Russian Interior Minister Vladimir Kolokoltsev: "I may incur anger from opponents of the death penalty. But as a citizen, not as a minister, I don't think it would be wrong to exercise this punishment for such criminals." Source: Kommersant
It was a mere coincidence that on the day when people in India were bursting firecrackers over the execution of Afzal Guru, (one of the conspirators of the 2002 attack on India’s parliament) a senior Russian minister said in his personal capacity that he supports the death penalty. “I may incur anger from opponents of the death penalty. But as a citizen, not as a minister, I don't think it would be wrong to exercise this punishment for such criminals,” Russian Interior Minister Vladimir Kolokoltsev said in a television interview, when referring to murders of girls in Tatarstan and the Irkutsk region.
Kolokoltsev’s comments have led to heated debates in Russia over whether the country should lift the moratorium on capital punishment, which was imposed by Boris Yeltsin. Much like India, Russia is a country where passions run high and can easily be ignited by a media that has too much power to influence popular sentiment.
Those supporting the death penalty in both countries insist that life imprisonment isn’t enough for the most heinous of crimes. In Russia, the argument I have heard often is that the state and the people by default shouldn’t subsidise an easy existence. Life in a Russian penal colony is anything but comfortable and human rights organisations have often claimed that inmates are subject to the worst kind of torturous routines.
Many Indians, while at least agreeing that prisons in the country are in a deplorable state, believe that hardened criminals adjust to the appalling conditions and don’t regret their crimes. The fact is that it is far worse for a criminal to spend 30 or 40 years in a prison than to take the easy way out in the form of an execution. While the families and loved ones of victims of crime will spend years in mourning, the death penalty essentially offers a way for criminals to escape a punishing routine to last out their existence. The worst criminals are spared the anguish of rotting in a dingy, smelly, dark, disease-infested prison for decades.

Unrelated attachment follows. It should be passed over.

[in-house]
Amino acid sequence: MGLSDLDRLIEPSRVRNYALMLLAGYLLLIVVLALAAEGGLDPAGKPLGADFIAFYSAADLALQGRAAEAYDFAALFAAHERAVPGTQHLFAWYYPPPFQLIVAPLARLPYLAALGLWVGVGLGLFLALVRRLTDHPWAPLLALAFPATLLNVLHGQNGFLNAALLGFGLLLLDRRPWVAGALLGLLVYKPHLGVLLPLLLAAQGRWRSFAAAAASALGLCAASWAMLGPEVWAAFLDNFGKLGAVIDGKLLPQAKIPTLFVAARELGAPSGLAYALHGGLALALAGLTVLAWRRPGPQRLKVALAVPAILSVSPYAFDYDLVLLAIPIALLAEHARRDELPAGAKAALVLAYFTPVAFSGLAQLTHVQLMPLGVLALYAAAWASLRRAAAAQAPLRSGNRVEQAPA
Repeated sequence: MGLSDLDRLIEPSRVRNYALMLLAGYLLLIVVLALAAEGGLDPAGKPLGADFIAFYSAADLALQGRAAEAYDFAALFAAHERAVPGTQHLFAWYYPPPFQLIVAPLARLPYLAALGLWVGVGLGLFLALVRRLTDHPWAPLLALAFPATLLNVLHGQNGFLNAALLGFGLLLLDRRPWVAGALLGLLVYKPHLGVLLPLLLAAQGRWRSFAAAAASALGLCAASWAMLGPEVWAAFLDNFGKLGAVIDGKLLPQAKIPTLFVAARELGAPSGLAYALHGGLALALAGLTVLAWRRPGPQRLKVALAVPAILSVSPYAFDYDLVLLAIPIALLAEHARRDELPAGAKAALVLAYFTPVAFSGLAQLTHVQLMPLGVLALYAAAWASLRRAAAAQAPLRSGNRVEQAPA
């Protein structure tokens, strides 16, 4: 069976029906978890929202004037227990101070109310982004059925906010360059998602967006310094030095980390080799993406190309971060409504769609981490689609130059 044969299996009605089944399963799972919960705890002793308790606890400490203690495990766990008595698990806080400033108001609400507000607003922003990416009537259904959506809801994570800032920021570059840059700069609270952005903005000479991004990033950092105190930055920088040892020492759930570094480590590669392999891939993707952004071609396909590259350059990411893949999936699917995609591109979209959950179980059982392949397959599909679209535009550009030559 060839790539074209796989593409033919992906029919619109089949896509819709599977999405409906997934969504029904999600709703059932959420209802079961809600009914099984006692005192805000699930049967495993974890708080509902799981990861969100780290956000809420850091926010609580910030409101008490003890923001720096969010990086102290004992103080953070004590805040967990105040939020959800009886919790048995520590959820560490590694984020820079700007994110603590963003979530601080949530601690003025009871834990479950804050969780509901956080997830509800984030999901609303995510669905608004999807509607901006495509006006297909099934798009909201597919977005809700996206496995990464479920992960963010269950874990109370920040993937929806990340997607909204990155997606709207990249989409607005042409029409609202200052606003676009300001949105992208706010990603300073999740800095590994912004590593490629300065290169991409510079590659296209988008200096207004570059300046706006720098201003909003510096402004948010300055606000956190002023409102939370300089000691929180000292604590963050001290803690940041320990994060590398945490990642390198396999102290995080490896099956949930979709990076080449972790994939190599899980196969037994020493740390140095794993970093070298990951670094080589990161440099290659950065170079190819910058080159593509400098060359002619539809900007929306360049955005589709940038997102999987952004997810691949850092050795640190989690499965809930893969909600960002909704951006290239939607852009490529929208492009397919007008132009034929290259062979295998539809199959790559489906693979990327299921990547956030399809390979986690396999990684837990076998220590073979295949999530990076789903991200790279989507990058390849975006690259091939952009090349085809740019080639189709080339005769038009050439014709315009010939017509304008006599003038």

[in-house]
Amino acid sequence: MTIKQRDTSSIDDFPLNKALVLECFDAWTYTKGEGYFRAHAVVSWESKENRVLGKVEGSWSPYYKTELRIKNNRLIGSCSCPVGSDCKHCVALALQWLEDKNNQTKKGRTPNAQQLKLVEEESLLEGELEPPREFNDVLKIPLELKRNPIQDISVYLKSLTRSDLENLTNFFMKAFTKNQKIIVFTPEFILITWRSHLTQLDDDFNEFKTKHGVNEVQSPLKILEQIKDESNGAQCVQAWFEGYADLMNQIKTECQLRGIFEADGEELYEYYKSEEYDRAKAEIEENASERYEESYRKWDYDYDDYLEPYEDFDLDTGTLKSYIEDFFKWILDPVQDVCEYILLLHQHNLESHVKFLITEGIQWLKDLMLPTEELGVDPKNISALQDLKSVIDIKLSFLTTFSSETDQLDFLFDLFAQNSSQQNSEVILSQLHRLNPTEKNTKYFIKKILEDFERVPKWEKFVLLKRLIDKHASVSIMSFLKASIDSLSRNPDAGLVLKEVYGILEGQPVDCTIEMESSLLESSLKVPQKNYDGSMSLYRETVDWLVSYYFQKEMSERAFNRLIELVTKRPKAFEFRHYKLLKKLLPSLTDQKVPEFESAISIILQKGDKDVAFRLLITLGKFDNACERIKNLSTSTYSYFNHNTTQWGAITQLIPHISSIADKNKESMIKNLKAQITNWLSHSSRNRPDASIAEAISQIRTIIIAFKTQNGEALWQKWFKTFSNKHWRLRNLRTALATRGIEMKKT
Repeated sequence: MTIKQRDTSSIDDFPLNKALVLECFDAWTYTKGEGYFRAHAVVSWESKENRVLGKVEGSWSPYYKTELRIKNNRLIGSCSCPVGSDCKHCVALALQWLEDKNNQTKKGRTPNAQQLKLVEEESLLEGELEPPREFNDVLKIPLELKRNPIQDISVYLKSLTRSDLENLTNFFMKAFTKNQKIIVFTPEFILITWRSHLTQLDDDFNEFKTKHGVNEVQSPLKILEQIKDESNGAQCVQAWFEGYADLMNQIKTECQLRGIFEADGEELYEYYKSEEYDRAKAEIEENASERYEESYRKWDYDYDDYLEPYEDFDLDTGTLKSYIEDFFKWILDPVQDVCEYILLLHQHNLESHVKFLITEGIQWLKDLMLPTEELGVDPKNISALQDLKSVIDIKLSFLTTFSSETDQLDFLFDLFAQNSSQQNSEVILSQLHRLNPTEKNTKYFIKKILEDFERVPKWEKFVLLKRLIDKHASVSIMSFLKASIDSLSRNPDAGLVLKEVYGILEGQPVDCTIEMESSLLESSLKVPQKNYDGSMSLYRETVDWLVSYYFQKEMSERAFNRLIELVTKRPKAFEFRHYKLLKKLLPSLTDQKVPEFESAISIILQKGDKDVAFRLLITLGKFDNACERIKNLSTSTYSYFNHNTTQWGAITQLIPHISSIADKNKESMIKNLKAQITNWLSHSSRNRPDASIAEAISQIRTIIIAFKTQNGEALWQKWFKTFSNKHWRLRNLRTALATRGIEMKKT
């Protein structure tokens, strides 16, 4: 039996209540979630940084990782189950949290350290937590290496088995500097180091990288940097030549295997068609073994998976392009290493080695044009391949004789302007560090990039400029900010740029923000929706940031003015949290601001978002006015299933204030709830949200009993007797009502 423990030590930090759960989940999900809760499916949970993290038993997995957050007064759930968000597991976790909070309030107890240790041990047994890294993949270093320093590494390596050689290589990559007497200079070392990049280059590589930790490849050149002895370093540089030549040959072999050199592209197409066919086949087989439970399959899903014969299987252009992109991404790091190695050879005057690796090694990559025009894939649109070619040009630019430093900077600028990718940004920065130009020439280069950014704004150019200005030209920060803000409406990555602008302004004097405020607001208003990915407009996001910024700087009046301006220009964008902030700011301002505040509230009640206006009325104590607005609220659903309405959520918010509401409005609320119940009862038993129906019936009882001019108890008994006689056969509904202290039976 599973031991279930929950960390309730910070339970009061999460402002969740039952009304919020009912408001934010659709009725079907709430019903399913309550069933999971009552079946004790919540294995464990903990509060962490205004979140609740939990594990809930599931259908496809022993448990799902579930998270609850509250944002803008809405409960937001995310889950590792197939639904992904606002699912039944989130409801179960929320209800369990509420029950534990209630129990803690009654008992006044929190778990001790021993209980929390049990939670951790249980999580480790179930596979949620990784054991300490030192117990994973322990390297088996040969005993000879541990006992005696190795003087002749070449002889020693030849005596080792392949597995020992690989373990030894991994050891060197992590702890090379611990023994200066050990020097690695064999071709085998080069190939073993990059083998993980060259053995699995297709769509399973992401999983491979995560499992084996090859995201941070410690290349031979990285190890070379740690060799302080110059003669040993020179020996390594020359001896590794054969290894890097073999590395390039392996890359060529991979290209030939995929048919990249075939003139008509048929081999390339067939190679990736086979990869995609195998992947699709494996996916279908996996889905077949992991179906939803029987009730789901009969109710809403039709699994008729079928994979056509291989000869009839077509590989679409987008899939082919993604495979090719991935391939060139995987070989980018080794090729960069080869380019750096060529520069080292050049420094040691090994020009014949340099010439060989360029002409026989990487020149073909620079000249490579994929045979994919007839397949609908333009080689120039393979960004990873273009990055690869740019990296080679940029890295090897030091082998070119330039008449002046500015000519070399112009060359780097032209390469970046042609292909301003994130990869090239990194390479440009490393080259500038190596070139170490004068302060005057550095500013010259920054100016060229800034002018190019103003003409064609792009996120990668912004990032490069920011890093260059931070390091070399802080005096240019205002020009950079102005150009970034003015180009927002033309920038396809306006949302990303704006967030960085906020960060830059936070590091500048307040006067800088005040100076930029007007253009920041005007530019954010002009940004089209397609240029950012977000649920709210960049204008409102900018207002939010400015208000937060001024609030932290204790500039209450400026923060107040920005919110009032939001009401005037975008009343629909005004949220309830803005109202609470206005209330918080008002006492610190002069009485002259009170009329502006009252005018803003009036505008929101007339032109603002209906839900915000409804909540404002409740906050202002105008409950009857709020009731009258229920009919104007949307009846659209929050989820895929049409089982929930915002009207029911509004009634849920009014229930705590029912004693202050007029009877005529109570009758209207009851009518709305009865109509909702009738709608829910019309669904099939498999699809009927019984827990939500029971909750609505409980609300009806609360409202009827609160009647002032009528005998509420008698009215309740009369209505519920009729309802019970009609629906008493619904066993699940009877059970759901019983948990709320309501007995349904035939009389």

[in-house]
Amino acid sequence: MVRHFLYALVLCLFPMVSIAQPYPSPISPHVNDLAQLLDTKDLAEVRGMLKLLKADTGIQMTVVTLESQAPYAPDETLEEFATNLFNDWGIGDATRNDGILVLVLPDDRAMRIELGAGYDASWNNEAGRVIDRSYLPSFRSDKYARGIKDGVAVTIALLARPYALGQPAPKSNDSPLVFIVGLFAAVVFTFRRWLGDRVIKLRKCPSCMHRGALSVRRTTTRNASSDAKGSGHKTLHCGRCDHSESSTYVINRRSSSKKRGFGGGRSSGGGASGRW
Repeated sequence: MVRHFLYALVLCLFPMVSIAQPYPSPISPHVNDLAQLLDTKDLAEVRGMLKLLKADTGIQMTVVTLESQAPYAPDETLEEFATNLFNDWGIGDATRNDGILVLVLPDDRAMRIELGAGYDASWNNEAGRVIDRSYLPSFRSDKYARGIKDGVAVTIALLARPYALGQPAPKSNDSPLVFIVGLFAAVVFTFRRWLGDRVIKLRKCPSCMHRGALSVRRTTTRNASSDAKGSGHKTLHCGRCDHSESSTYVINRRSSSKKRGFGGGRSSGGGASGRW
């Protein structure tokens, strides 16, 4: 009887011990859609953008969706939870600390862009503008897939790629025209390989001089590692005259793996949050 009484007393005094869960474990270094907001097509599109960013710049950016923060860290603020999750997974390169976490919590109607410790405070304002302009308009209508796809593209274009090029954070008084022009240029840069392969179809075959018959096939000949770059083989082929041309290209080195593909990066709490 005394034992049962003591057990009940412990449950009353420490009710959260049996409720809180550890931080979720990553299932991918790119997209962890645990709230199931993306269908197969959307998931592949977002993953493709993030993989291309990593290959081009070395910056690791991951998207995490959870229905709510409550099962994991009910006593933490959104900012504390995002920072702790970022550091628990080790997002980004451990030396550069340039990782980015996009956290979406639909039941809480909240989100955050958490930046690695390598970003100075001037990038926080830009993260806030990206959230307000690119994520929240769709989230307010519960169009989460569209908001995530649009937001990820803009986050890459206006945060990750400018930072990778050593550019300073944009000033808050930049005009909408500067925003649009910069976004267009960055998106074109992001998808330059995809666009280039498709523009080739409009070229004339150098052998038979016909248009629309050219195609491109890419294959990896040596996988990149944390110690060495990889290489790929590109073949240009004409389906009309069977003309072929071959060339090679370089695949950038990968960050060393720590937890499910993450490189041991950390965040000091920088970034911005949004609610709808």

Then there is the grave danger of capital punishment being misused by regimes in the future to settle scores or make examples. Even worse is when a person is falsely convicted for a crime that he or she did not commit. No legal system is fool-proof and a life lost is lost forever. If Czar Alexander II didn’t change his mind in the last second, the world would have lost one of the greatest writers of all time in Fyodor Dostoyevsky.
India has had its share of falsely convicted people getting executed. It’s despicable that there are 476 convicts on death row at the moment in the land of the Buddha and Mahatma Gandhi! India will never be considered a civilized country as long as the “educated class” call out for blood on the streets and when many citizens publicly celebrate the executions of criminals.
Boris Yeltsin was one of the most controversial figures in Russian history, but his imposition of a moratorium on the death penalty was one of the most enlightened decisions ever made by any leader in the country. The moratorium firmly moved Russia in the direction of the European family of nations. Since a large number of Russians consider themselves Europeans, it’s only fair they stand by core European values, of which the respect for life is fundamental. It would be a retrograde step for Russia to even reconsider imposing capital punishment again, no matter what the circumstances.
Tailpiece: Those that argue that capital punishment is a deterrent to terrorism would be well-advised to remember that the Chechen ‘Black Widows’ and the 26-11 terrorists weren’t the least bit afraid of dying before they killed scores of people in Moscow and Mumbai.
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